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'Making uniform DNA-encapsulating microgels that simulate live cells'

Now, researchers from Japan have recently been able to develop a one-step method for producing uniform gelatin-based cell mimetics called "microgels."

Making uniform DNA-encapsulating microgels that simulate live cells

KYOTO: In a 'self-organized' environment, the live cell contains physiologically important components such as genetic material (DNA) and proteins. Understanding this process of self-assembly can explain the fundamental mechanism of living matter self-organization. Water/oil (w/o) or water/water (w/w) droplets can be used as prototypes or "models" to research cellular self-assembly. These models have major implications in the realm of biomedical research. Although cell mimetics may be generated using complex and expensive technology, the accompanying processes are expensive, time-consuming, and difficult.

Now, researchers from Japan have recently been able to develop a one-step method for producing uniform gelatin-based cell mimetics called "microgels." The associated results were published in the journal Small on 24 May 2023. Explaining the motivation behind their study, MS. Mayu Shono and Prof. Akihisa Shioi from Doshisha University, who led the study, remark, "Currently, our research focuses on understanding the self-organization of living matter. As an extension of our research activity, we have discovered an experimental procedure that may be quite useful for the generation of microgels." The research team also comprised Gen Honda and Miho Yanagisawa of The University of Tokyo, and Kenichi Yoshikawa affiliated with Doshisha University and Kyoto University.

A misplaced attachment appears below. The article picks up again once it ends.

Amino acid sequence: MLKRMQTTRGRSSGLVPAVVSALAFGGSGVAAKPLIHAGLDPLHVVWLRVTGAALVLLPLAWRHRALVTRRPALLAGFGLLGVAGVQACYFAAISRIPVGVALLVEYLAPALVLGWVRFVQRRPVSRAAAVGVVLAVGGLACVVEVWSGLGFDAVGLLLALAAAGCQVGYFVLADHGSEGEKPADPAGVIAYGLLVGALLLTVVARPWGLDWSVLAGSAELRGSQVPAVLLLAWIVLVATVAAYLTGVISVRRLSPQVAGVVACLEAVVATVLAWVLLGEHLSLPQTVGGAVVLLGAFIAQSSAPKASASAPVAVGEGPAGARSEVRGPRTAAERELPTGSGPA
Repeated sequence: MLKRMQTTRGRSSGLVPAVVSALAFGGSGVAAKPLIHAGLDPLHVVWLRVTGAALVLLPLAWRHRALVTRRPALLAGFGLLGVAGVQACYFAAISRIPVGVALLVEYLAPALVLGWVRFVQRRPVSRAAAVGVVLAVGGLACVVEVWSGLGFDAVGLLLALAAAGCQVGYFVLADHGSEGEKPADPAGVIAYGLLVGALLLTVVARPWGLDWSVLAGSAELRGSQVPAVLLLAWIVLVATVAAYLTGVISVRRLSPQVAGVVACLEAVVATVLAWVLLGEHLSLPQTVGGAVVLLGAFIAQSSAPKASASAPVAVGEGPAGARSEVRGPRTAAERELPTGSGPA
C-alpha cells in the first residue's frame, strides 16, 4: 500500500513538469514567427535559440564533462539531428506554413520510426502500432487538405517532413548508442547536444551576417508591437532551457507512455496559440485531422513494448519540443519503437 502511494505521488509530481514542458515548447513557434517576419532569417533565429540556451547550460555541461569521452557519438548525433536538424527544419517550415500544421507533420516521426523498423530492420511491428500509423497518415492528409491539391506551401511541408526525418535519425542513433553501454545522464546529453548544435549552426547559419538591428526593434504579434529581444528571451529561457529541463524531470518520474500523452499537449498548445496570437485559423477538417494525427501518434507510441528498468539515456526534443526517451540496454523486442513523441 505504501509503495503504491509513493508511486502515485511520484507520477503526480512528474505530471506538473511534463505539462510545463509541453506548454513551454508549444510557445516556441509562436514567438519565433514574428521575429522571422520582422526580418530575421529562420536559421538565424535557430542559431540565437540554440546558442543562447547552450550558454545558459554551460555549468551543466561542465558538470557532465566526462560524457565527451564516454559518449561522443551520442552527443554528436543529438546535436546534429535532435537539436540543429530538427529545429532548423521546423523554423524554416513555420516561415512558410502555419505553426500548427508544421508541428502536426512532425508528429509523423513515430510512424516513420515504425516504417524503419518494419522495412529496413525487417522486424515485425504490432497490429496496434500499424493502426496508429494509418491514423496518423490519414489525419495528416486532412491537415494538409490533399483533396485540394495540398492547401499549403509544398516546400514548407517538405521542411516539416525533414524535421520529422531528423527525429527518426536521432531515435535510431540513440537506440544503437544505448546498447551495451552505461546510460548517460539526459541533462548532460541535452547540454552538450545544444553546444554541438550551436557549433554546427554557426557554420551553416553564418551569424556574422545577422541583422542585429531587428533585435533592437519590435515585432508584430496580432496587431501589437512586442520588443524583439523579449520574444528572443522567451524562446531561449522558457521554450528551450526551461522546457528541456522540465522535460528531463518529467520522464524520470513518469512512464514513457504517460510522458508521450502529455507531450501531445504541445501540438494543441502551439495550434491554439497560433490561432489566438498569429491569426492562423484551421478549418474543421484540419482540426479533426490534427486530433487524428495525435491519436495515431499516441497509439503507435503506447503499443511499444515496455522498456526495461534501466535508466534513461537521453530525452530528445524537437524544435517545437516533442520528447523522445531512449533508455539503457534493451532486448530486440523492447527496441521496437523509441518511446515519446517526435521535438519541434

The mechanism of microgel formation is indeed interesting. The initial stage involves the generation of domain structures comprising of polyethylene glycol (PEG) and gelatin -- two widely used synthetic crosslinkers. Decreasing the temperature to 24°C favors the selective transition of the gelatin-rich domain into the gel phase. Under a defined set of experimental conditions, the PEG-rich phase migrates preferentially to the glass surface of the capillary tube owing to its higher affinity for glass and lower affinity for the gelatin-rich domains. As a result, gelatin-rich droplets are engulfed by the PEG-rich phase. These findings were also validated in theoretical and numerical modelling studies using glass capillary experiments, which confirmed that the wettability of the inner surface of the glass capillary dominated w/w phase separation.

Moreover, up on the addition of DNA, the gelatin-rich droplets were able to spontaneously entrap DNA molecules owing to the phase separation of PEG and gelatin, giving rise to cell-mimicking microgels. The study also noted that the negatively charged DNA molecules incorporated in the droplets could stabilize them by preventing their fusion even above the sol/gel transition temperature. The team also used a fluorescent dye to label and track the encapsulated DNA. Subsequent fluorescence microscopy experiments revealed the presence of round microgel structures harboring the glowing DNA molecules. According to the authors, the current approach is expected to confine, store, and transport huge DNA molecules within tiny cell-sized droplets!

Excited about the future scope of their research, PhD student Mayu Shono, the first author, says, "This novel method to form uniform cell-sized microgels may be applicable to other biopolymers. The uniform cell-sized and stable cell-like systems will also have key implications in the area of biological and life sciences."

In summary, the study discusses a novel method for the preparation of gelatin-based cell mimetics, which can be tweaked to suit the desired purpose, depending on the area of application. "The method proposed in our study, which does not require special equipment, organic solvents, or surfactants, may be useful for producing microgels for food, medicines, cosmetics, and other materials," Prof. Shioi concludes

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